The 10# is the simplest and most elegant solution I've found so far. Thank you! – desgua Dec 5 '14 at 17:00
echo $((10#${machinenumber})) works in kornshell too! I was looking for a non-bashism and this should work fine. ksh M-11/16/88f – bgStack15 Nov 6 '15 at 13:33
It works in zsh, too. – Dennis Williamson Nov 8 '15 at 21:45

No, you make all (alomost all) correct. You just must:

  • remove spaces around =
  • use $() or backticks instead of ()

That would be correct:

 nozero=$(echo $machinenumber | sed 's/^0*//')

Also you must use variables without () around them. You can add "" if you want:

iptables -t nat -I POSTROUTING -s "10.$machinetype.$nozero.0/24" -j MASQUERADE

And of course variables here are not necessary. You can say simply:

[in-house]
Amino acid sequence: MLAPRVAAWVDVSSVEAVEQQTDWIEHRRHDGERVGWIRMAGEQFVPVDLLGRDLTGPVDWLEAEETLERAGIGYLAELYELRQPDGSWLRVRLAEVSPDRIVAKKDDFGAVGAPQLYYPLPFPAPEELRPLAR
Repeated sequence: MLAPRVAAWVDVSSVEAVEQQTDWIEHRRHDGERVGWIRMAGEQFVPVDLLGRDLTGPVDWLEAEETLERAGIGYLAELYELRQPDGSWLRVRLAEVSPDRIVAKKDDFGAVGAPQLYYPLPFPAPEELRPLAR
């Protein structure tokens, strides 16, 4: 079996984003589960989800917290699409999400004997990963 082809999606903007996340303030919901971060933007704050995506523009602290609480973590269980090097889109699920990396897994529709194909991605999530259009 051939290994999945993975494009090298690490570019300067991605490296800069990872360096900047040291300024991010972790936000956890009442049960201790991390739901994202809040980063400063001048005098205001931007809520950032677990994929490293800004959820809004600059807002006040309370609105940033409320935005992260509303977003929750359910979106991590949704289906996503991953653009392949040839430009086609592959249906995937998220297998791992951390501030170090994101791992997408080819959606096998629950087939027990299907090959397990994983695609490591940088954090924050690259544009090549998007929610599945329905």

iptables -t nat -I POSTROUTING -s "10.$(echo $machinenumber | sed 's/^0*//').$nozero.0/24" -j MASQUERADE
share|improve this answer
It works, cheers. What if i wanted to bake it into the iptables command, tho? I prefer not to declare any new variables. – Jarmund Jun 20 '12 at 16:40
@Jarmund: it will work also. It would be even muche better – Igor Chubin Jun 20 '12 at 16:42
Could you provide me with the correct syntax? My bash scripting is dodgy at best. – Jarmund Jun 20 '12 at 16:46
@Jarmund: yes, of course :) – Igor Chubin Jun 20 '12 at 16:53

you can also do

machinenumber=$(expr $machinenumber + 0)
share|improve this answer
This turned out to be the simplest, working approach: iptables -t nat -I POSTROUTING -s 10.($machinetype).($machinenumber + 0).0/24 -j MASQUERADE – Jarmund Sep 10 '14 at 15:35

I can't comment as I don't have sufficient reputation, but I would suggest you accept Dennis's answer (which is really quite neat)